Open Letter to Confused Catholics: Chapter 4

“The Mass of All Time vs. The Mass of Our Time”

In preparation for the 1981 Eucharistic Congress, a questionnaire was distributed, the first question of which was: “Of these two definitions: ‘The Holy Sacrifice of the Mass’ and ‘Eucharistic Meal,’ which one do you adopt spontaneously?” There is a great deal that could be said about this way of questioning Catholics, giving them to some extent the choice and appealing to their private judgment on a subject where spontaneity has no place. The definition of the Mass is not chosen in the same way that one chooses a political party.
Alas! The insinuation does not result from a blunder on the part of the person who drew up the questionnaire. One has to accept that the liturgical reform tends to replace the idea and the reality of the Sacrifice by the reality of a meal. That is how one comes to speak of eucharistic celebration, or of a “Supper”; but the expression “Sacrifice” is much less used. It has almost totally disappeared from catechism handbooks just as it has from sermons. It is absent from Canon II, attributed to St. Hippolytus.

Read the full book:

Open Letter to Confused Catholics: Chapter 3

“What They Are Doing to the Mass”

I have before me some photos published in Catholic newspapers representing the Mass as it is now often said. Looking at the first photo I find it difficult to understand at what moment of the Holy Sacrifice it has been taken. Behind an ordinary wooden table, which does not appear very clean and which has no cloth covering it, two persons wearing suits and ties elevate or present, one a chalice, the other a ciborium. The text informs me they are priests, one of them the federal chaplain of Catholic Action. On the same side of the table, close to the first celebrant are two girls wearing trousers, and near the second celebrant two boys in sweaters. A guitar is placed against a stool.
In another photo the scene is the corner of a room which might be the main room of a youth club. The priest is standing, wearing a Taizé-like alb, before a milking-stool which serves as an altar; there is a large earthenware bowl and a small mug of the same sort, together with two lighted candle-ends. Five young people are sitting cross-legged on the floor, one of them strumming a guitar.
The third photo shows an event which occurred a few years ago, the cruise of some ecologists who were seeking to prevent the French atomic experiments on the Isle of Mururoa. Amongst them was a priest who celebrated Mass on the deck of the sailing ship, in the company of two other men. All three were wearing shorts, one is even stripped to the waist. The priest is raising the Host, no doubt for the elevation. He is neither standing nor kneeling, but sitting or rather slumped against the boat’s superstructure….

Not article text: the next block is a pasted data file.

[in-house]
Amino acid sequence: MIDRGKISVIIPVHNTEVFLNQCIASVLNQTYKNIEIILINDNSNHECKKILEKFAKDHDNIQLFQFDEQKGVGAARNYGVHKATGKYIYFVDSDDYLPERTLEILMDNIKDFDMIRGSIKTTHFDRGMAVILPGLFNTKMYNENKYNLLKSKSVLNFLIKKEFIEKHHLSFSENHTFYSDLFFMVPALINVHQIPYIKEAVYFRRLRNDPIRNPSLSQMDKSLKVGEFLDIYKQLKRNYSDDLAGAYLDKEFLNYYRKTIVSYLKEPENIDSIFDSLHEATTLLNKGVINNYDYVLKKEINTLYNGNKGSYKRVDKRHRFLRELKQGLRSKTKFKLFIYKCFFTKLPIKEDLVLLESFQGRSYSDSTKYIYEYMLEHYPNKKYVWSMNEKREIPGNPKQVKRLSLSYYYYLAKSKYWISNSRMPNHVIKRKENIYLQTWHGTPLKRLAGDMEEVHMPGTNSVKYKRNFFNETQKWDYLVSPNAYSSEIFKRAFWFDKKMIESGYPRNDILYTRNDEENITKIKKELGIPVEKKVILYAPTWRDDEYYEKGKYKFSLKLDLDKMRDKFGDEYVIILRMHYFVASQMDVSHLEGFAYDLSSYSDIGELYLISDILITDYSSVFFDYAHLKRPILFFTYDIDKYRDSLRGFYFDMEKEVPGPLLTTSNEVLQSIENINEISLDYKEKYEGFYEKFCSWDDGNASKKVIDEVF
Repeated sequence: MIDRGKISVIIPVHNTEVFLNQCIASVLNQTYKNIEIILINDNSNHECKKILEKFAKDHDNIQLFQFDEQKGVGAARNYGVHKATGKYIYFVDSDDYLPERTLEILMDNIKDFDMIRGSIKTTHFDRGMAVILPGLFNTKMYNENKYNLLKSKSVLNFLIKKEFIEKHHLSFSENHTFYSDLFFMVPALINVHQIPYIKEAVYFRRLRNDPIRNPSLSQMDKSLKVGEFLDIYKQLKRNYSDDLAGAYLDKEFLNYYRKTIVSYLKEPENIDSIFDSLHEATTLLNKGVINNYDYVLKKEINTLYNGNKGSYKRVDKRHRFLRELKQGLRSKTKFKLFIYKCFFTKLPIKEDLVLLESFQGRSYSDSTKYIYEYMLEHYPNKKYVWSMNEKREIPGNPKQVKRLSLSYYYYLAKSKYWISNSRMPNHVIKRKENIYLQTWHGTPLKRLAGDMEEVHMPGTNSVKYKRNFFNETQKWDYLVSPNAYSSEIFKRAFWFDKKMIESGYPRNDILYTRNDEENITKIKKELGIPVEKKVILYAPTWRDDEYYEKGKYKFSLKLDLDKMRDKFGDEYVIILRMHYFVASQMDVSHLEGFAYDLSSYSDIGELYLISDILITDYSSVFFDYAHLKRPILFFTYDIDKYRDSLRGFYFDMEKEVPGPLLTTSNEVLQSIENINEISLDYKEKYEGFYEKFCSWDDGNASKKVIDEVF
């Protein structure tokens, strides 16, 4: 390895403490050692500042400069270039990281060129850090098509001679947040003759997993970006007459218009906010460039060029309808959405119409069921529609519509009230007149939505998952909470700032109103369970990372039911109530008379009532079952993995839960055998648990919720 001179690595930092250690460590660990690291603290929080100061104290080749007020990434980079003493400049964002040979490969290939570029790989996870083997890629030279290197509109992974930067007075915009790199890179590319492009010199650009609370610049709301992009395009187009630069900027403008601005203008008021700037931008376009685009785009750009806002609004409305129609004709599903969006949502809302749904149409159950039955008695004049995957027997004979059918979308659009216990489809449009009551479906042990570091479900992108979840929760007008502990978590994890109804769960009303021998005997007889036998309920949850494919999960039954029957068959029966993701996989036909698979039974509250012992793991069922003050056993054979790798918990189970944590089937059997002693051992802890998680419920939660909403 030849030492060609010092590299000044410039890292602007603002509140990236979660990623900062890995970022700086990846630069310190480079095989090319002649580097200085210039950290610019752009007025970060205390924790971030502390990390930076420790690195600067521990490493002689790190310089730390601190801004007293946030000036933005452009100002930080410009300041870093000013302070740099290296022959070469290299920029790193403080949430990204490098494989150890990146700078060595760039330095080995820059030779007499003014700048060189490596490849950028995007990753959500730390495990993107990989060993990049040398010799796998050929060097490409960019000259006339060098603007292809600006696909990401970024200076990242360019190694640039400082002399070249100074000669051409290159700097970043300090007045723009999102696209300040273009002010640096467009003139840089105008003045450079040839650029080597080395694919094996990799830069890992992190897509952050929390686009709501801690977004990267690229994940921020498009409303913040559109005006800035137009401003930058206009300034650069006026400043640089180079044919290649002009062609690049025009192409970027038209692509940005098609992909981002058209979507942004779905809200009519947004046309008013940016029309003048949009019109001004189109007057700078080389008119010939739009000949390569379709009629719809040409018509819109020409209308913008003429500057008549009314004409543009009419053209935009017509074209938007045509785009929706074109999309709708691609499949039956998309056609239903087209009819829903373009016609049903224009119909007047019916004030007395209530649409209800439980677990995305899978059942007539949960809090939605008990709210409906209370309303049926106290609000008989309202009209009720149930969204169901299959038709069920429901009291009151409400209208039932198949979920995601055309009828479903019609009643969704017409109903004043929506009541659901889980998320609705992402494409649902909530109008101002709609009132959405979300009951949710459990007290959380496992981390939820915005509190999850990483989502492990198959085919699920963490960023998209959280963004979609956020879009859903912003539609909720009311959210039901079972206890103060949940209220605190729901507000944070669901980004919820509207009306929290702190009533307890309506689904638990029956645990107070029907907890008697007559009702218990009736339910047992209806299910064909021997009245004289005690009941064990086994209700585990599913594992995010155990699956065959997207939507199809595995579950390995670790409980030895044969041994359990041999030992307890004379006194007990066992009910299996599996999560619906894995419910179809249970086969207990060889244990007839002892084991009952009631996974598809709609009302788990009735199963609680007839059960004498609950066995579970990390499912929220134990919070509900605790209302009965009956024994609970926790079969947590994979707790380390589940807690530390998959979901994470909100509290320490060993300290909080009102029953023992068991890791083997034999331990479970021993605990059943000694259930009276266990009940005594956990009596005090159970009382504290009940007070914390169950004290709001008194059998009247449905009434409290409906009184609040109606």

Read the full book:

Open Letter to Confused Catholics: Chapter 2

“They are Changing Our Religion!”

Firstly, I must dispel a misunderstanding so as not to have to return to it. I am not the head of a movement, even less the head of a particular church. I am not, as they never stop writing, “the leader of the traditionalists.” They have come to describe certain persons as “Lefebvrists,” as though it were a case of a party or a school. This is an abuse of language.
I have no personal doctrine in the matter of religion. All my life I have held to what I was taught at the French Seminary in Rome, namely, Catholic doctrine according to the interpretation given it by the teaching authority of the Church from century to century, since the death of the last Apostle which marked the end of Revelation.

Read the full book:

Open Letter to Confused Catholics: Chapter 1

“Why are Catholics Confused? Who can deny that Catholics in the latter part of the twentieth century are confused? A glance at what has happened in the Church over the past twenty years is enough to convince anyone that this is a relatively recent phenomenon. Only a short time ago the path was clearly marked: either one followed it or one did not. One had the Faith—or perhaps had lost it—or had never had it. But he who had it—who had entered the Church through baptism, who had renewed his baptismal promises around the age of twelve and had received the Holy Ghost on the day of his confirmation—such a person knew what he had to believe and what he had to do.”

Read the full book: